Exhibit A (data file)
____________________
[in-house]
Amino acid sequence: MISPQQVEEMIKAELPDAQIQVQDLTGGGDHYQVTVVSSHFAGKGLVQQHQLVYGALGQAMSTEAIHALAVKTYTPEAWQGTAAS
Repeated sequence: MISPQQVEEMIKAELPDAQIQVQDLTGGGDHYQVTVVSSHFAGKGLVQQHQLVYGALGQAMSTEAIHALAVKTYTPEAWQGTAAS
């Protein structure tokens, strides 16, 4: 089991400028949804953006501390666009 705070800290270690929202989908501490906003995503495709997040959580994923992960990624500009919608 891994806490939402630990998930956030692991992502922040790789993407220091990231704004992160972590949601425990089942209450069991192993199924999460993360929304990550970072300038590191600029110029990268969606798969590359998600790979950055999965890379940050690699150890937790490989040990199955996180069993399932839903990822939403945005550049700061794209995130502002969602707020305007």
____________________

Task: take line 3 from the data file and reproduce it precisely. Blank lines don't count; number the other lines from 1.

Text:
Repeated sequence: MISPQQVEEMIKAELPDAQIQVQDLTGGGDHYQVTVVSSHFAGKGLVQQHQLVYGALGQAMSTEAIHALAVKTYTPEAWQGTAAS